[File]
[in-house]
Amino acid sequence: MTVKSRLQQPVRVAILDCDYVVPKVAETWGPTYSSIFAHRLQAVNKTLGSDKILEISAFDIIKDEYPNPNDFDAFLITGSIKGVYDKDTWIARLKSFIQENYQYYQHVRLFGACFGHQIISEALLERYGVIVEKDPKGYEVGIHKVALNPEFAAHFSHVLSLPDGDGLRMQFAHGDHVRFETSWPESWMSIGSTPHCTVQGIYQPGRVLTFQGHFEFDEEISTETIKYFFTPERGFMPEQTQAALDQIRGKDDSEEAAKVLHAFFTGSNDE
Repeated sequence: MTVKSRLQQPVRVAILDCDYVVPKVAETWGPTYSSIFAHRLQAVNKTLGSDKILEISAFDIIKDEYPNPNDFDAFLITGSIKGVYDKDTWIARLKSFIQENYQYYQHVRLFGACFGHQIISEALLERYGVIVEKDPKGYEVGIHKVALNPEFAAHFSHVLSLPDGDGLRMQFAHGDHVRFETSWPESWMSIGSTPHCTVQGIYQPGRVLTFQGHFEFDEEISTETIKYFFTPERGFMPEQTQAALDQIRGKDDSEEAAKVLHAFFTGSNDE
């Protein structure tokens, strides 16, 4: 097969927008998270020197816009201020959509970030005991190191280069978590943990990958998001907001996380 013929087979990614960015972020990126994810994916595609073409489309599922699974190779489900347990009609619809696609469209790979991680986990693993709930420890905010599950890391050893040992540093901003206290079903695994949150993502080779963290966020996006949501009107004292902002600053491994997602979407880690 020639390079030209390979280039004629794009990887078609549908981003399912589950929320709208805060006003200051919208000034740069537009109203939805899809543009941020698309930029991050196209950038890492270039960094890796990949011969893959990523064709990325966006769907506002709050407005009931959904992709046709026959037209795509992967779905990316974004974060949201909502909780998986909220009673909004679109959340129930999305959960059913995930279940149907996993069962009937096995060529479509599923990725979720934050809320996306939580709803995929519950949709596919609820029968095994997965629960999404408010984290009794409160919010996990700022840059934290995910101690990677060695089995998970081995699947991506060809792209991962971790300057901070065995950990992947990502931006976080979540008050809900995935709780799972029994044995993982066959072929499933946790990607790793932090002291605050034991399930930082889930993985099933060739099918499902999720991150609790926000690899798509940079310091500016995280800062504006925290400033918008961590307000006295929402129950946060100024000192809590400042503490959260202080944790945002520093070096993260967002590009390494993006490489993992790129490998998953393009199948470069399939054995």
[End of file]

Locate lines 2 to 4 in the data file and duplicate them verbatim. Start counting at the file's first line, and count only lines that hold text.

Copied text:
Amino acid sequence: MTVKSRLQQPVRVAILDCDYVVPKVAETWGPTYSSIFAHRLQAVNKTLGSDKILEISAFDIIKDEYPNPNDFDAFLITGSIKGVYDKDTWIARLKSFIQENYQYYQHVRLFGACFGHQIISEALLERYGVIVEKDPKGYEVGIHKVALNPEFAAHFSHVLSLPDGDGLRMQFAHGDHVRFETSWPESWMSIGSTPHCTVQGIYQPGRVLTFQGHFEFDEEISTETIKYFFTPERGFMPEQTQAALDQIRGKDDSEEAAKVLHAFFTGSNDE
Repeated sequence: MTVKSRLQQPVRVAILDCDYVVPKVAETWGPTYSSIFAHRLQAVNKTLGSDKILEISAFDIIKDEYPNPNDFDAFLITGSIKGVYDKDTWIARLKSFIQENYQYYQHVRLFGACFGHQIISEALLERYGVIVEKDPKGYEVGIHKVALNPEFAAHFSHVLSLPDGDGLRMQFAHGDHVRFETSWPESWMSIGSTPHCTVQGIYQPGRVLTFQGHFEFDEEISTETIKYFFTPERGFMPEQTQAALDQIRGKDDSEEAAKVLHAFFTGSNDE
């Protein structure tokens, strides 16, 4: 097969927008998270020197816009201020959509970030005991190191280069978590943990990958998001907001996380 013929087979990614960015972020990126994810994916595609073409489309599922699974190779489900347990009609619809696609469209790979991680986990693993709930420890905010599950890391050893040992540093901003206290079903695994949150993502080779963290966020996006949501009107004292902002600053491994997602979407880690 020639390079030209390979280039004629794009990887078609549908981003399912589950929320709208805060006003200051919208000034740069537009109203939805899809543009941020698309930029991050196209950038890492270039960094890796990949011969893959990523064709990325966006769907506002709050407005009931959904992709046709026959037209795509992967779905990316974004974060949201909502909780998986909220009673909004679109959340129930999305959960059913995930279940149907996993069962009937096995060529479509599923990725979720934050809320996306939580709803995929519950949709596919609820029968095994997965629960999404408010984290009794409160919010996990700022840059934290995910101690990677060695089995998970081995699947991506060809792209991962971790300057901070065995950990992947990502931006976080979540008050809900995935709780799972029994044995993982066959072929499933946790990607790793932090002291605050034991399930930082889930993985099933060739099918499902999720991150609790926000690899798509940079310091500016995280800062504006925290400033918008961590307000006295929402129950946060100024000192809590400042503490959260202080944790945002520093070096993260967002590009390494993006490489993992790129490998998953393009199948470069399939054995």